The French capital is well-known for its fashion boutiques and stylish pedestrians. However, it’s not all just about the latest trends. Parisian flea markets, or “brocantes”, as the French call them, are treasure troves full of seducing second-hand items. And Vanves is probably flea markets enthusiast’s favorite.
Flea markets first appeared in Paris during the 18th century. Back then, scruffy entrepreneurs would dig through the rubbish of the elite, in the hopes that they’d find trinkets to sell. They wouldn’t open within the city walls, as this would incur too many fees and taxes – instead Parisian flea markets would take place just outside the gates of the French capital. Therefore, today, the city’s main flea markets take place on the outskirts near the Boulevard Périphérique. Usually tourists head straight to the Marché aux Puces de St-Ouen (also known as les Puces de Clignancourt), the biggest flea market in the city. While this market is certainly incredible, it can be a little overwhelming for some shoppers – its 2,500 stalls form a vast maze, with 17 kilometres of winding alleyways.
If you’re on the search for somewhere more tranquil, then a suitable alternative is Vanves flea market. Hidden in a quiet corner of the city, Vanves flea market is easy to get to, and even easier to navigate your way around. One of the many reasons that Vanves flea market is ideal for travelers, is that most of the products for sale are small and lightweight, meaning they fit into a suitcase perfectly. This friendly “brocante” (established in the early 20th century), hosts around 350 vendors, who sell quality goods for a very fair and reasonable price.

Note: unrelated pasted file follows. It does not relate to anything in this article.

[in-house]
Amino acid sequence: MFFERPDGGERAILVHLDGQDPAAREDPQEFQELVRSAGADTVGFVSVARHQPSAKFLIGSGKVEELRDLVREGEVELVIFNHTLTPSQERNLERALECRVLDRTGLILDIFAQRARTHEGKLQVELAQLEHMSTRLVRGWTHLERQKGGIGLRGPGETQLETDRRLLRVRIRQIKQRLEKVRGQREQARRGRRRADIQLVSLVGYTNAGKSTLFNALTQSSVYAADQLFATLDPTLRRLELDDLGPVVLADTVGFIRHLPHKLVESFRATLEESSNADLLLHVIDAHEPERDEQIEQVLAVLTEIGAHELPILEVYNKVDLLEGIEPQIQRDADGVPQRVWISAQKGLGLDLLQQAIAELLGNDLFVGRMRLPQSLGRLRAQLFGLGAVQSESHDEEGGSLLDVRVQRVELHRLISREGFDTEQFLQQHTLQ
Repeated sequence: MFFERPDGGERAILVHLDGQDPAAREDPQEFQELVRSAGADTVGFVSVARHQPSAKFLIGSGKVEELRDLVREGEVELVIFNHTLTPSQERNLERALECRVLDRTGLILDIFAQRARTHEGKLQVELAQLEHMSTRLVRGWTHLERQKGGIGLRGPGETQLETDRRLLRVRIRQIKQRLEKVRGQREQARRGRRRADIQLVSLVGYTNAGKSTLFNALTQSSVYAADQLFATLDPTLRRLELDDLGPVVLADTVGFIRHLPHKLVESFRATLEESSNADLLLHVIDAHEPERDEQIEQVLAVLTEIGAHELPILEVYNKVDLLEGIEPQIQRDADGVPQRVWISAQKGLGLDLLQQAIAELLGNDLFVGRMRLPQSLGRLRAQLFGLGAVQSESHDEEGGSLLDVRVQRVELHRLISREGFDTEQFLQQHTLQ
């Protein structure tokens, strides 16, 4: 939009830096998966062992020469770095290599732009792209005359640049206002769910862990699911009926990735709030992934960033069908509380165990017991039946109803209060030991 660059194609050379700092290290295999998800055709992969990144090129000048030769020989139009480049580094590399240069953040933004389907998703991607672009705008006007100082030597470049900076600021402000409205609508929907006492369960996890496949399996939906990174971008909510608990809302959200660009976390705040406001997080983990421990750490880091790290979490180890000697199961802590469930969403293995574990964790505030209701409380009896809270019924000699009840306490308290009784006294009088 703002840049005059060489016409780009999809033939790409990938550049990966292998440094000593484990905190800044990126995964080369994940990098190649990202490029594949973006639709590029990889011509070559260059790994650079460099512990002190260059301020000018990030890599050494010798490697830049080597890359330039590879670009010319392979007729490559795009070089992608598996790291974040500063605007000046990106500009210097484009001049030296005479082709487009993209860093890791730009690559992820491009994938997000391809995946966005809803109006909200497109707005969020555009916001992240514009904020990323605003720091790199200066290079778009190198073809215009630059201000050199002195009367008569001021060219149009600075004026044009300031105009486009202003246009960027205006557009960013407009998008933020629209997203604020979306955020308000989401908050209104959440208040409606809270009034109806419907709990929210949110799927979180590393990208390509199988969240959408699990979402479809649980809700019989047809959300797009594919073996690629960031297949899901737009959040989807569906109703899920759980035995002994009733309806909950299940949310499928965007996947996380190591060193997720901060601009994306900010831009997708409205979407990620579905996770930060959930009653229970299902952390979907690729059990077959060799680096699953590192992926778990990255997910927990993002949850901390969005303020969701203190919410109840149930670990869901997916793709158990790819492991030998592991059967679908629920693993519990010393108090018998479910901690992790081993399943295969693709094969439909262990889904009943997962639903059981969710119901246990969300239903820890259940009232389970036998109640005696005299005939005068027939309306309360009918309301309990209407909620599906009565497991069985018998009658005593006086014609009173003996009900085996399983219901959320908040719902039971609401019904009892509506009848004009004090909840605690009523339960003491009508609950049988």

Try to arrive early in the morning (around 7:30 am), as stock does tend to go quickly in Vanves. Crowds begin to appear at 9:00 am, so if you want first pick then you should skip the hotel breakfast. Don’t worry, you won’t go starved, as Vanves hosts a variety of food carts offering up warm croissants and freshly brewed coffee. It may be advertised that vendors stalls are open until 5.30pm, however most sellers in Vanves pack up for a late lunch and often don’t end up returning. In their place new stalls set up shop with less enticing modern goods, rather than the vintage wears that attracted you in the first place.
Most sellers at Vanves flea market only take cash, so make sure you withdraw enough money beforehand or from one of the nearby ATM. If you’ve got your eye on one-too-many alluring items, then your best bartering skills will need to take centerstage. Vendors usually go down to around 10-15 percent of their original asking price.
Expect to find eccentric furniture, vintage collectables and quirky curiosities at Vanves flea market. Some of the items amongst the array include an ornate fan with hand-painted lilies, a pair of 1960s Bertoia wire chairs, a burgundy leather Accordion strap, genuine 1920s watercolors and a collection of empty 1940s Chanel bottles.
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